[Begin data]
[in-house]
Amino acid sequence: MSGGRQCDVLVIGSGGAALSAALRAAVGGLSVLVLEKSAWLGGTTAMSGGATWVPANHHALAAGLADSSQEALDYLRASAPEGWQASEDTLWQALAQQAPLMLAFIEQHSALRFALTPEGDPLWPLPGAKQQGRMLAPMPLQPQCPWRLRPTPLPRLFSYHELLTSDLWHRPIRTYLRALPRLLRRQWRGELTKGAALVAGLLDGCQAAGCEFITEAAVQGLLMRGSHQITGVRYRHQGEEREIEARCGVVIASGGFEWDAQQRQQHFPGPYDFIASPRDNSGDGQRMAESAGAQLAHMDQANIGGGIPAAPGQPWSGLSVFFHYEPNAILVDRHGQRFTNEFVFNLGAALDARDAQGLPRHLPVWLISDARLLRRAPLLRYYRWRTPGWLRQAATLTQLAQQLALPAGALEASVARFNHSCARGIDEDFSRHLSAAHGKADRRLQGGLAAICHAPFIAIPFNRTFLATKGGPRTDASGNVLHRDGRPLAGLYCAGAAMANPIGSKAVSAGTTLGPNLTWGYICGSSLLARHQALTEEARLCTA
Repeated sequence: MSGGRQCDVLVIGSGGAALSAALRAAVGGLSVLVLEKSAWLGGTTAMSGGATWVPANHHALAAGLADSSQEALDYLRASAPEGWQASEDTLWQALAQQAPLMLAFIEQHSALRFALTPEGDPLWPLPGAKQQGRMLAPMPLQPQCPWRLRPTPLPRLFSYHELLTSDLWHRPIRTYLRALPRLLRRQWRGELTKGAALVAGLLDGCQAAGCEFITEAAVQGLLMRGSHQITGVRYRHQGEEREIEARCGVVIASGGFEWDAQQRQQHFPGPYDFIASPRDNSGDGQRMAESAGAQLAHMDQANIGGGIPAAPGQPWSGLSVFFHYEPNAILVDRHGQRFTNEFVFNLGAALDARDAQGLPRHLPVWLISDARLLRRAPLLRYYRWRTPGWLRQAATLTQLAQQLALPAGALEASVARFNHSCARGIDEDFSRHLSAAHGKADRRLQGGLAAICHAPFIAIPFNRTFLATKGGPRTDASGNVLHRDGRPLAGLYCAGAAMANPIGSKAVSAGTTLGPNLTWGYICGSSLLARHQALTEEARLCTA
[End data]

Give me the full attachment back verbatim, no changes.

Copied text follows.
[in-house]
Amino acid sequence: MSGGRQCDVLVIGSGGAALSAALRAAVGGLSVLVLEKSAWLGGTTAMSGGATWVPANHHALAAGLADSSQEALDYLRASAPEGWQASEDTLWQALAQQAPLMLAFIEQHSALRFALTPEGDPLWPLPGAKQQGRMLAPMPLQPQCPWRLRPTPLPRLFSYHELLTSDLWHRPIRTYLRALPRLLRRQWRGELTKGAALVAGLLDGCQAAGCEFITEAAVQGLLMRGSHQITGVRYRHQGEEREIEARCGVVIASGGFEWDAQQRQQHFPGPYDFIASPRDNSGDGQRMAESAGAQLAHMDQANIGGGIPAAPGQPWSGLSVFFHYEPNAILVDRHGQRFTNEFVFNLGAALDARDAQGLPRHLPVWLISDARLLRRAPLLRYYRWRTPGWLRQAATLTQLAQQLALPAGALEASVARFNHSCARGIDEDFSRHLSAAHGKADRRLQGGLAAICHAPFIAIPFNRTFLATKGGPRTDASGNVLHRDGRPLAGLYCAGAAMANPIGSKAVSAGTTLGPNLTWGYICGSSLLARHQALTEEARLCTA
Repeated sequence: MSGGRQCDVLVIGSGGAALSAALRAAVGGLSVLVLEKSAWLGGTTAMSGGATWVPANHHALAAGLADSSQEALDYLRASAPEGWQASEDTLWQALAQQAPLMLAFIEQHSALRFALTPEGDPLWPLPGAKQQGRMLAPMPLQPQCPWRLRPTPLPRLFSYHELLTSDLWHRPIRTYLRALPRLLRRQWRGELTKGAALVAGLLDGCQAAGCEFITEAAVQGLLMRGSHQITGVRYRHQGEEREIEARCGVVIASGGFEWDAQQRQQHFPGPYDFIASPRDNSGDGQRMAESAGAQLAHMDQANIGGGIPAAPGQPWSGLSVFFHYEPNAILVDRHGQRFTNEFVFNLGAALDARDAQGLPRHLPVWLISDARLLRRAPLLRYYRWRTPGWLRQAATLTQLAQQLALPAGALEASVARFNHSCARGIDEDFSRHLSAAHGKADRRLQGGLAAICHAPFIAIPFNRTFLATKGGPRTDASGNVLHRDGRPLAGLYCAGAAMANPIGSKAVSAGTTLGPNLTWGYICGSSLLARHQALTEEARLCTA